1. Thanks a lot Sheetal. Glad to read your lovely comment and feedback. This filling tastes very good. I am sure it will taste good in stuffed rosette bread. Most welcome.

  3. I’ve been following your recipes for a long time now. The way you explain, no one does. So intricate and the tiny little tips are wonderful. Thank you, for being there😍5 stars

    1. Thanks a lot Swati and glad to read your feedback. Most welcome and Happy Cooking.

  4. i am very fond of samosa…in fact most of person….but the way you have described for making it …very commendable….keep publishing more…4 stars

  5. Hi Dassana Mam! I have lot of passion for cooking. I love your blog and the way you post your recepies. Thank you ????. You are my inspiration , I learned so many recepies from your blog. Thanks to you and your recepies.

    1. thank you revathi and i feel so good reading your comment. wish you all the best in your life. happy cooking.

  6. I have a question about the frying method. When I add the Samosa to the oil, do I fry it on both sides first and then lower the heat to complete the frying process. Thanks, Donna. (I plan to try this recipe on the week-end.)

    1. when you fry the samosa, deep frying method has to be used. so the oil will be more and the samosa will be almost covered in the oil. so the entire samosa will be fried first. then you reduce the flame.

  7. I always follow this website for cooking, love the clarity, description, and most of all i love the step by step photographs. the quality of the images is superlative. you make the food look exotic !5 stars

  8. Hi Dassana,

    I have made samosas with this recipe before and they have tired out very delicious. I have done both methods, each one was equally good. I am planning on making this for a party. I need to make around 45 of these. Can I just quadruple the recipe? Could you help me in figuring out the amount of everything if I cannot quadruple it? Also for sake of convenience can I half fry the samosas the day before and refrigerate them and fry them before the event? What precautions should I take? Thanks so much.

    1. nita, you can easily quadruple the recipe. for spice powders in the potato stuffing, i would suggest to add in parts. mix and taste and add more if required. you can half fry and freeze. or after shaping the samosas, also you can freeze. but before frying let them come at room temperature and then fry. oil can be medium hot if you have half fried.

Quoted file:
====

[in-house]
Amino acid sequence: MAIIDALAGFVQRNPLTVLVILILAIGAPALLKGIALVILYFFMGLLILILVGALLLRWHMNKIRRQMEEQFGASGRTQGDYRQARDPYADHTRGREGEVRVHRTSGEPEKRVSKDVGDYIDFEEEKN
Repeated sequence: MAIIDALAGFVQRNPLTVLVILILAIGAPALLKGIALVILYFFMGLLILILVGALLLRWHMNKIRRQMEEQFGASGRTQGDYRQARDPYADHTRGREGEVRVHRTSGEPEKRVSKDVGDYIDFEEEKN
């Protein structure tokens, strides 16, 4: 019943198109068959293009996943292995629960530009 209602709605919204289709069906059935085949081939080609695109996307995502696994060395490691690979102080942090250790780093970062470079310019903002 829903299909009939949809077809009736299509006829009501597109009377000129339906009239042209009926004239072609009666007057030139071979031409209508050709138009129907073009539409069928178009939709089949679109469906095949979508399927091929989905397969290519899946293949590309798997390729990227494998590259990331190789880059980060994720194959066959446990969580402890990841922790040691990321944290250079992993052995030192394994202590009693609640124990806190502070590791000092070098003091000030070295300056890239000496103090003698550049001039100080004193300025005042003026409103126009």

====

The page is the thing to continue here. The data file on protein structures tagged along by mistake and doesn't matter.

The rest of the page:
1. Hi Dassana, I made 47 Samosas for the party and not one was left! I somehow managed to sneak one for my husband. All my American friends loved it. I skipped the green chilies but still it was delicious ???? and your chutneys were a hit too. I got so many compliments of been a good cook today but they really have to go to you! I can’t do a thing without your recipes. A big hug ???? to you dear. Thank you.5 stars

        1. thats great nita and thanks for letting me know. thanks again. the recipes are there and they do aid or help, but finally its you doing all the cooking. so some credit should go to you too ????. hugs and a happy makar sankranti festival ????.

  9. I made these today, they tasted really good. However I used half atta half maida so pastry was a bit less flaky and needed more water to bind the dough.Did see a few air bubbles but overall I am pleased with my first attempt.
    Thank you for such tasty recipes5 stars

    1. thanks sabina. when using atta more water is required to knead as atta absorbs more water. for less air bubble, fry at low flame and you will get less or no air bubble.

  10. Thank you, Dasanna. I never thought I could make samosas at home. I followed your instructions step by step and got wonderful samosas that my husband appreciated as well. Thanks so much πŸ™‚ -Divya5 stars

    1. Welcome Divyapriya. Glad to know that both of you liked the samosas. making samosa takes time but its not so difficult as it appears to be.

  11. Hi Dassana. I love your website. I keep coming back to it when I need to cook something new.Thank you for sharing your tried and tested recipes.I have made the punjabi samosas twice already.They turned out great. My husband said its the best ones he has ever eaten;even better than those sold in restaurants!! The credit is all yours.
    I would like to make these samosas for my daughter who is studying in another city. She only has a microwave oven.Can I double fry and pass it to her? She could freeze and heat them in the microwave oven when she wants.Is that doable?Will they keep well and for how long?5 stars

    1. thank you mansha. nice to read your comment. of course you can do this way for your daughter. just double fry first. once the samosas cool. then place them in a freezer safe box. then whenever she want, she can just reheat the samosas and have them. if they are freezed they stay good for about a month.

  12. What a wonderful recipe!

    My husband is of Indian decent and I made these for him this evening, he absolutely loved them!

    Thank you for such amazing directions, I also whipped up some imli chutney for him to dip them in πŸ™‚

    Debbie5 stars

    1. Welcome Debbie. Glad to know this. Samosa is not an easy recipe to make and nice to know that you made it well.

  13. Hello there!
    Could I use gluten free flours for this recipe, such as chickpea, sorghum, quinoa, rice in any combination?

    Thanks so much! I love your recipes!